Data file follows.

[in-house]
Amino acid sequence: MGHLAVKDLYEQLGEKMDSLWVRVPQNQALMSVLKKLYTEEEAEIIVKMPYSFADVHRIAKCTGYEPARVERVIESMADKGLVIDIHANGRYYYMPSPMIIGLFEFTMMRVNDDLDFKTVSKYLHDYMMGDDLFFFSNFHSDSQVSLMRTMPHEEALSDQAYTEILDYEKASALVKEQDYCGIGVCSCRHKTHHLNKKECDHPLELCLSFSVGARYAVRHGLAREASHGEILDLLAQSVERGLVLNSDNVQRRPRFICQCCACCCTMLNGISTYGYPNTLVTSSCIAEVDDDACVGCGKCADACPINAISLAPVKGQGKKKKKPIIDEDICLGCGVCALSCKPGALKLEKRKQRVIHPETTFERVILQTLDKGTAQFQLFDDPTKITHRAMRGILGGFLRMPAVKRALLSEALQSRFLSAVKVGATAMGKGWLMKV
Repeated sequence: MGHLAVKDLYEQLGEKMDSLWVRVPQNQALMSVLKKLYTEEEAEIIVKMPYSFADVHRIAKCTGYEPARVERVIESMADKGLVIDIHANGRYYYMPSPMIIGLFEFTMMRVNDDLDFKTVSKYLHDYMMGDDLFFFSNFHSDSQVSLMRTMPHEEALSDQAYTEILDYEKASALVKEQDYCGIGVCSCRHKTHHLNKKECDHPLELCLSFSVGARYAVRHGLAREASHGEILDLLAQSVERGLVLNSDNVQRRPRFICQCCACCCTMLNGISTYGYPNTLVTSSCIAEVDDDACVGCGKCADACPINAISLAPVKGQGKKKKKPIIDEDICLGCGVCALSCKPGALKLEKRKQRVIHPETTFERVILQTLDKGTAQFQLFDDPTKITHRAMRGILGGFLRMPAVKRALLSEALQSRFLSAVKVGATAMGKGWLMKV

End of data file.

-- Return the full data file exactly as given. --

[in-house]
Amino acid sequence: MGHLAVKDLYEQLGEKMDSLWVRVPQNQALMSVLKKLYTEEEAEIIVKMPYSFADVHRIAKCTGYEPARVERVIESMADKGLVIDIHANGRYYYMPSPMIIGLFEFTMMRVNDDLDFKTVSKYLHDYMMGDDLFFFSNFHSDSQVSLMRTMPHEEALSDQAYTEILDYEKASALVKEQDYCGIGVCSCRHKTHHLNKKECDHPLELCLSFSVGARYAVRHGLAREASHGEILDLLAQSVERGLVLNSDNVQRRPRFICQCCACCCTMLNGISTYGYPNTLVTSSCIAEVDDDACVGCGKCADACPINAISLAPVKGQGKKKKKPIIDEDICLGCGVCALSCKPGALKLEKRKQRVIHPETTFERVILQTLDKGTAQFQLFDDPTKITHRAMRGILGGFLRMPAVKRALLSEALQSRFLSAVKVGATAMGKGWLMKV
Repeated sequence: MGHLAVKDLYEQLGEKMDSLWVRVPQNQALMSVLKKLYTEEEAEIIVKMPYSFADVHRIAKCTGYEPARVERVIESMADKGLVIDIHANGRYYYMPSPMIIGLFEFTMMRVNDDLDFKTVSKYLHDYMMGDDLFFFSNFHSDSQVSLMRTMPHEEALSDQAYTEILDYEKASALVKEQDYCGIGVCSCRHKTHHLNKKECDHPLELCLSFSVGARYAVRHGLAREASHGEILDLLAQSVERGLVLNSDNVQRRPRFICQCCACCCTMLNGISTYGYPNTLVTSSCIAEVDDDACVGCGKCADACPINAISLAPVKGQGKKKKKPIIDEDICLGCGVCALSCKPGALKLEKRKQRVIHPETTFERVILQTLDKGTAQFQLFDDPTKITHRAMRGILGGFLRMPAVKRALLSEALQSRFLSAVKVGATAMGKGWLMKV